In recent years, genetic modification has increased significantly as technology advances, and the debate of its ethical implications has become more immediate. Cloning by definition is producing organisms with identical DNA to one another, which can be done naturally or artificially. In the environment, organisms produce genetically identical organisms during asexual reproduction. In biotechnology, it refers to creating copies of cells or DNA fragments. There are various applications of cloning relating to companion, wild, and farm animals.
Zebrafish have been genetically engineered to have fluorescent proteins by inserting genes from sea anemone and jellyfish. These Zebrafish were referred to as “Glofish” and were marketed in the United States to consumers. California banned the sale of Glofish because of ethical concerns around this genetic modification. Other techniques are being used to create hypoallergenic cats by removing the gene that codes for the major cat allergen.
With wild animals, the main purpose of genetic modification would be to clone extinct or endangered species. This would mean that species would last longer in the environment and we could retain genetic diversity in small populations of endangered species.
There are different ways we can genetically engineer livestock to improve food quality, disease resistance, animal productivity, and environmental sustainability. To increase food quality and nutritional value, pigs have been engineered to express the Δ12 fatty acid desaturase gene (from spinach) and goats to express human lysozyme in their milk. Disease resistant animals have been created by disrupting the virus entry mechanism, parasite control, and mastitis resistance in cattle. The Enviropig is a genetically engineered pig, made to reduce environmental pollution by enabling it to produce an enzyme to break down phytase, therefore limiting the amount of phosphorus released in its manure.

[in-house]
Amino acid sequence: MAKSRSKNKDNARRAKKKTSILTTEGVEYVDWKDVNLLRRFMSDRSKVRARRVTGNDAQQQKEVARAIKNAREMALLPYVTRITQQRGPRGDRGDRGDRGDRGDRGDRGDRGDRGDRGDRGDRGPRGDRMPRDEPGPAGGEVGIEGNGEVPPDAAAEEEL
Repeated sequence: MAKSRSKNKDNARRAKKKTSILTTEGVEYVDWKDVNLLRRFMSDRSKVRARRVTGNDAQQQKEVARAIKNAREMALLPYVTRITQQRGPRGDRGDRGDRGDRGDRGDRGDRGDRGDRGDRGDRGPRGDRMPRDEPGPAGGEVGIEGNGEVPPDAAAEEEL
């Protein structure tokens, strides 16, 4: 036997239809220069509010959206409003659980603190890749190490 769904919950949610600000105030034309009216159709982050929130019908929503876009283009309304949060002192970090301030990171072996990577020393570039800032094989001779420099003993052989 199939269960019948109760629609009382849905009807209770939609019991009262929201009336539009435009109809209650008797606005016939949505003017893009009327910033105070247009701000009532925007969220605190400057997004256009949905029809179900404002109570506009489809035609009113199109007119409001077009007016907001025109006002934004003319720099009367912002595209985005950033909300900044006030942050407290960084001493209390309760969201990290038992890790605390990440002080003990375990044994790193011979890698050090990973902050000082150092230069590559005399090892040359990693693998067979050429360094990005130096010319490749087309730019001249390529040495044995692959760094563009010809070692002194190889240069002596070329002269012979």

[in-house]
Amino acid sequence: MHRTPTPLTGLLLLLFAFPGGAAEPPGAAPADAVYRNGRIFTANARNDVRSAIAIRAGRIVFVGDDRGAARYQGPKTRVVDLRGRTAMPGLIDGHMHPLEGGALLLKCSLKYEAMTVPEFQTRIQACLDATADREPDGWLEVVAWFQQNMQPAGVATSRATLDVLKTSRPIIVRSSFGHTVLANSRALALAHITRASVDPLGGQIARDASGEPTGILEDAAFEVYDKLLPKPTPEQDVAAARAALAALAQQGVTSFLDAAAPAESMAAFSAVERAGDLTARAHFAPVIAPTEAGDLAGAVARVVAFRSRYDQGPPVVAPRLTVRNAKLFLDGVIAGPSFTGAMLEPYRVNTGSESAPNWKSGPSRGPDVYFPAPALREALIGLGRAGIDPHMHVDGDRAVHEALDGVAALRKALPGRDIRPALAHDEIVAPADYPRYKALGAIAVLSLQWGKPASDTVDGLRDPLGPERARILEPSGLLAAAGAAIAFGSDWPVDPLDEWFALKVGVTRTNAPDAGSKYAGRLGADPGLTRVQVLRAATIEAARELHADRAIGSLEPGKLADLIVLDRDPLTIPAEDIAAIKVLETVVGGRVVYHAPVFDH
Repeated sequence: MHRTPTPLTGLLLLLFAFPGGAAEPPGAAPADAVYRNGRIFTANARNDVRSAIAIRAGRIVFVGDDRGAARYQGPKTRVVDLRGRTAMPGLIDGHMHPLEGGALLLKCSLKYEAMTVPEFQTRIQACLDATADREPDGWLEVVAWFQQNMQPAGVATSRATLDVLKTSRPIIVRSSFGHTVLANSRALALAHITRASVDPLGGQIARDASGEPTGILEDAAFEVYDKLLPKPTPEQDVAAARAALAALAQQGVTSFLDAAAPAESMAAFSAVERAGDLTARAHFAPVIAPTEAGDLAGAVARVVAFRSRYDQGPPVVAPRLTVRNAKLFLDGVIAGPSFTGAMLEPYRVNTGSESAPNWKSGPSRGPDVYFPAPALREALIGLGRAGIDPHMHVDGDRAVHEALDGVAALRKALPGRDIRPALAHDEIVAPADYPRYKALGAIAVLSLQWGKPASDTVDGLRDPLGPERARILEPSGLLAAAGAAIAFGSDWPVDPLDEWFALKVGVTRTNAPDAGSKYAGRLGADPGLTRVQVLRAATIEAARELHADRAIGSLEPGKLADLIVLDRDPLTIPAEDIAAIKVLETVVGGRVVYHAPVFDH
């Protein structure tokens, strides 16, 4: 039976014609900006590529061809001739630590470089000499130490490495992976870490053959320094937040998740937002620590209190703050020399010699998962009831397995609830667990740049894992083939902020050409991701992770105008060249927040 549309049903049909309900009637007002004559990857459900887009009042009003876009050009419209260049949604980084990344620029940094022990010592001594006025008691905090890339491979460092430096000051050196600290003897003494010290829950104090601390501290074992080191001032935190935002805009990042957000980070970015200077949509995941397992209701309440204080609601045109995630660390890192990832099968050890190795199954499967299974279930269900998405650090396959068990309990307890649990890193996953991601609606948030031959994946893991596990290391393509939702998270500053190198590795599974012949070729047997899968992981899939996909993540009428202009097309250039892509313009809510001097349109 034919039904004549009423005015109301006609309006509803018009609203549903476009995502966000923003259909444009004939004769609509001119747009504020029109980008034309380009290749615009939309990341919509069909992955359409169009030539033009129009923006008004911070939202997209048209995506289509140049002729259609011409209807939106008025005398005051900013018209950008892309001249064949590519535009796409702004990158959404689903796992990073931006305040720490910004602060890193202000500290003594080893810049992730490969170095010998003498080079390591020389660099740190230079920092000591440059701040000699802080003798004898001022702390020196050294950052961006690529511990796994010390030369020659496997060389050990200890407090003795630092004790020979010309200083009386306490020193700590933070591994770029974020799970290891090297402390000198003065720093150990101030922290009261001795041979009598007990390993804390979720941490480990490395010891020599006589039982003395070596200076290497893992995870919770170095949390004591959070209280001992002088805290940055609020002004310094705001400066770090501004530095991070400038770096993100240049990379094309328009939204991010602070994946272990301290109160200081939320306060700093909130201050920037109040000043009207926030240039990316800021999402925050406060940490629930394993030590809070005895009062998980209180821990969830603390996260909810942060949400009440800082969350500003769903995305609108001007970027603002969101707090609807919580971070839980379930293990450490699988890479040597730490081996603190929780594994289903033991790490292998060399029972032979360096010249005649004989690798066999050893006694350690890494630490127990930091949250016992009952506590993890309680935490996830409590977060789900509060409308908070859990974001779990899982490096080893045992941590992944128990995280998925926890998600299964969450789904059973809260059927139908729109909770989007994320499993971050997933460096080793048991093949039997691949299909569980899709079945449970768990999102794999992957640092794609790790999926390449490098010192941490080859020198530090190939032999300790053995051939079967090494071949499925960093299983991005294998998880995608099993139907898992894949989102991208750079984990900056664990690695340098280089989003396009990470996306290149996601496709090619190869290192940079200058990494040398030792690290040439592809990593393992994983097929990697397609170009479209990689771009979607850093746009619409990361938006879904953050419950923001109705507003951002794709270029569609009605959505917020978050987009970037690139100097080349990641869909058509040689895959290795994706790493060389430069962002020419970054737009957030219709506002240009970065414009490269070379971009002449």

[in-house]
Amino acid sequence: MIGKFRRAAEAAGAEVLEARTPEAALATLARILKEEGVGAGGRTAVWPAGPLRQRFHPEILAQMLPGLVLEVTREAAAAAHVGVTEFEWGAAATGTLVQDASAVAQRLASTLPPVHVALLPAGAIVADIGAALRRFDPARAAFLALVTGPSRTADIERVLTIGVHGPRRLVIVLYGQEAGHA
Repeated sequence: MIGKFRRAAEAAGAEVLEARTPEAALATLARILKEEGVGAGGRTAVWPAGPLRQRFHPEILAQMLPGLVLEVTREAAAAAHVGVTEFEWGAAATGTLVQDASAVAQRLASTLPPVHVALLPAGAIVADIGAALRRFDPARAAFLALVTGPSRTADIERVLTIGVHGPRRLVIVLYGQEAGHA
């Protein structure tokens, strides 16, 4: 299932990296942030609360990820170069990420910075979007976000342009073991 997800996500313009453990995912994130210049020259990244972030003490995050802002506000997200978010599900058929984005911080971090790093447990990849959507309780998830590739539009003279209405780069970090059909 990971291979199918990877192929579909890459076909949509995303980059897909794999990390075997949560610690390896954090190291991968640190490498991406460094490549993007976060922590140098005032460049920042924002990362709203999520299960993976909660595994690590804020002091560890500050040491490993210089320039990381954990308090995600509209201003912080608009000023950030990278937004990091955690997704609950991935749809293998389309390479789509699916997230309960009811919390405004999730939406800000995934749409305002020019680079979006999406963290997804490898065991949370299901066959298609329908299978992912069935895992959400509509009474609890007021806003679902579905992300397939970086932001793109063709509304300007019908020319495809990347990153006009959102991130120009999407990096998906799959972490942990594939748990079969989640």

Though these applications seem positive, ethical issues and concerns for animal welfare have been raised. These procedures can be very invasive and usually require the sacrifice of some animals and surgical procedures of others, including vasectomies, surgical embryo transfer, and tissue sampling. However, in recent times, less invasive methods are feasible like non-surgical embryo transfer which is similar to artificial insemination and removes the need for invasive surgeries. Usually, a large number of animals are required and not many of them survive. Many embryos that undergo genetic engineering die, and only 1% - 30% of those who survive actually carry the required alteration. This means huge numbers of animals are produced to obtain modified ones, which contradicts efforts to minimize animal use. A surplus of animals is being exposed to harmful procedures unnecessarily.
As a community, we haven’t fully come to a conclusion on whether genetic modification is ethical or not, but little data has been collected on the net welfare of these animals. These clones coils also suffer from a degree of abnormality as studies have revealed many types of developmental abnormalities such as extended gestation; large birth weight; inadequate placental formation; and histological effects in organs and tissues.
With progress in genetic engineering techniques, new methods may substantially reduce the unpredictability of the location of gene insertion. As a result, genetic engineering procedures may become less of a welfare concern over time.
Berthold, Emma. “What Is Genetic Modification?” Curious, 13 Aug. 2020, www.science.org.au/curious/earth-environment/what-genetic-modification.
Ormandy, Elisabeth H, et al. “Genetic Engineering of Animals: Ethical Issues, Including Welfare Concerns.” The Canadian Veterinary Journal = La Revue Veterinaire Canadienne, Canadian Veterinary Medical Association, May 2011, www.ncbi.nlm.nih.gov/pmc/articles/PMC3078015/.
“What Are the Ethical Concerns of Genome Editing?” Genome.gov, www.genome.gov/about-genomics/policy-issues/Genome-Editing/ethical-concerns.